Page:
DOVER, Del. (AP) - Delaware State Police said Friday that they are investigating discrepancies involving drug evidence sent to the state medical examiner's office for testing.
Authorities said the investigation began earlier this month after officials with the Department of Justice discovered that evidence was missing during a drug trial in Kent County.
According to state police, a subsequent investigation detected discrepancies involving several law enforcement agencies between drug evidence submitted to the medical examiner's Controlled Substances Lab and that returned to police evidence lockers in sealed envelopes after analysis and testing.
"There's an indication right now that we have some things that are missing that shouldn't be missing," said Hal Brown, deputy director of the Office of the Chief Medical Examiner.
"Effective today, we have stopped any testing so that an audit can be completed of everything that is here," Brown said. "We have welcomed an investigation to determine exactly, when, how, where and which agencies are involved."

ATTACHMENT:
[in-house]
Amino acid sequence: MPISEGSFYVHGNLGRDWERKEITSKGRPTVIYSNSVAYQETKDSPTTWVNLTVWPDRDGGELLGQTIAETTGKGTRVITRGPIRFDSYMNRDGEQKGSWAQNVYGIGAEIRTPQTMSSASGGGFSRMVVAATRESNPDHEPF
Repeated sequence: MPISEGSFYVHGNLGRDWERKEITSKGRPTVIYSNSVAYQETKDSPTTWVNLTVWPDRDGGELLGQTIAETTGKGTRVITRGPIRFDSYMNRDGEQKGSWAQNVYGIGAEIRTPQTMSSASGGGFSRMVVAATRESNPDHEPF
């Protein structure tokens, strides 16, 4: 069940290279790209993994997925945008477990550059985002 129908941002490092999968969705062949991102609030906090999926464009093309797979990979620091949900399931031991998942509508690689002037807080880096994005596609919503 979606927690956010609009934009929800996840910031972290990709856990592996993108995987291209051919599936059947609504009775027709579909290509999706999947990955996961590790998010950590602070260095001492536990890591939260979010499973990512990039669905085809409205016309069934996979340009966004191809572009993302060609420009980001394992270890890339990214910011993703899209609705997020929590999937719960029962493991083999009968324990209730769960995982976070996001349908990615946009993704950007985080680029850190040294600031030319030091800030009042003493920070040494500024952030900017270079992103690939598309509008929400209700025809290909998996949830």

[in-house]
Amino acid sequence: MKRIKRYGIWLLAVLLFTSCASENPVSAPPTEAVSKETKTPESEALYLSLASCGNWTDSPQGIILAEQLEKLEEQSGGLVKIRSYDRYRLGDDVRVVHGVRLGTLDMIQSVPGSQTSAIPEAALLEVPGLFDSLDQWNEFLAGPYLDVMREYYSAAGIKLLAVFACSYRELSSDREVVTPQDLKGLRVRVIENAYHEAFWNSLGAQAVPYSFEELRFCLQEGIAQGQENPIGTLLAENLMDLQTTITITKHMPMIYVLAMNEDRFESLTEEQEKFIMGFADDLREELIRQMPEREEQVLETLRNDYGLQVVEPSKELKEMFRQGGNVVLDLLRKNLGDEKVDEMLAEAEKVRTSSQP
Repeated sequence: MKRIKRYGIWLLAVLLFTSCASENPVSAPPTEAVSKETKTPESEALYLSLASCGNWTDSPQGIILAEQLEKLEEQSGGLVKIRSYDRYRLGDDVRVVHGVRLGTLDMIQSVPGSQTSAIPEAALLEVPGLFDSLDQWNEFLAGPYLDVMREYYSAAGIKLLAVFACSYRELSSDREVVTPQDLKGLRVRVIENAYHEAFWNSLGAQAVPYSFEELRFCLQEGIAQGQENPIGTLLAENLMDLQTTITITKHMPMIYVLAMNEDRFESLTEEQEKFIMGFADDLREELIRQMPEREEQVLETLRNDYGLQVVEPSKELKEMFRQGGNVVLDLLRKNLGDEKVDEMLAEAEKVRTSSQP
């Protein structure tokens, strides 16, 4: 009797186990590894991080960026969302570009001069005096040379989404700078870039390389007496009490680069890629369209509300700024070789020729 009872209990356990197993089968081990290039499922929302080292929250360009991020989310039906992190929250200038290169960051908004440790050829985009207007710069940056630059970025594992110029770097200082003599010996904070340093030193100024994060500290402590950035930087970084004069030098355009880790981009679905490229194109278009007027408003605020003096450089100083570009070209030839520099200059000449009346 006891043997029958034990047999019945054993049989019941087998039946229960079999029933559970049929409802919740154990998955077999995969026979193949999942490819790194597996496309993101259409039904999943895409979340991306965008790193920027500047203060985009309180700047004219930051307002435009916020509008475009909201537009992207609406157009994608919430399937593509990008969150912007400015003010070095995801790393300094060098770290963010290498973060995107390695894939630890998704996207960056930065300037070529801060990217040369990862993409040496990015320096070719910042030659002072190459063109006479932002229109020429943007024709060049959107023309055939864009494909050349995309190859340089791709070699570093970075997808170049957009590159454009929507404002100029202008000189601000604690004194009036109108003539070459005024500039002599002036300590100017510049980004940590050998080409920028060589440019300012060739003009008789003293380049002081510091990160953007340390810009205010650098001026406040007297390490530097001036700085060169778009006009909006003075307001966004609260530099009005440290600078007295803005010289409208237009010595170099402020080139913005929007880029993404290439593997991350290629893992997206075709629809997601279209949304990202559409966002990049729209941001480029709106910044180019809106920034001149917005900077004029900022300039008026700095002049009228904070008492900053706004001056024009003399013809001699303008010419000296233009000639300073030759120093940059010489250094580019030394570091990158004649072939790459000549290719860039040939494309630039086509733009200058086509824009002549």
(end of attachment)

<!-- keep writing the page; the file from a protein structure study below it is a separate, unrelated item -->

Brown said it was unclear whether the evidence is missing from the medical examiner's office or from other agencies.
But state police spokesman Sgt. Paul Shavack said a preliminary investigation has not found any indication that evidence was compromised prior to being received by the medical examiner's office or after being returned to police agencies.
"Right now, the focus of the investigation is on the Controlled Substances Lab," he said.
State police said investigators were looking at drug evidence being tampered with, missing or substituted. Authorities did not say what types of drugs or which law enforcement agencies were involved in the investigation.
State prosecutor Kathleen Jennings said in a prepared statement that DOJ officials have taken additional measures to ensure the integrity of evidence in drug prosecutions, but she did not provide any details.
"In addition, we have notified defense counsel and the courts of this matter in order to ensure that the due process rights of the accused are protected," Jennings said.
Meanwhile, state police said that because of the ongoing investigation, the Controlled Substances Lab, which handled about 6,000 drug evidence cases a year, has discontinued drug analysis.
"Operations are not shut down. I would say they're suspended for a short period of time," said Brown, who expects that the lab could resume drug analyses next week.
"In the meantime, we have plenty of other work to do," he said. "There's volumes of reports to be written."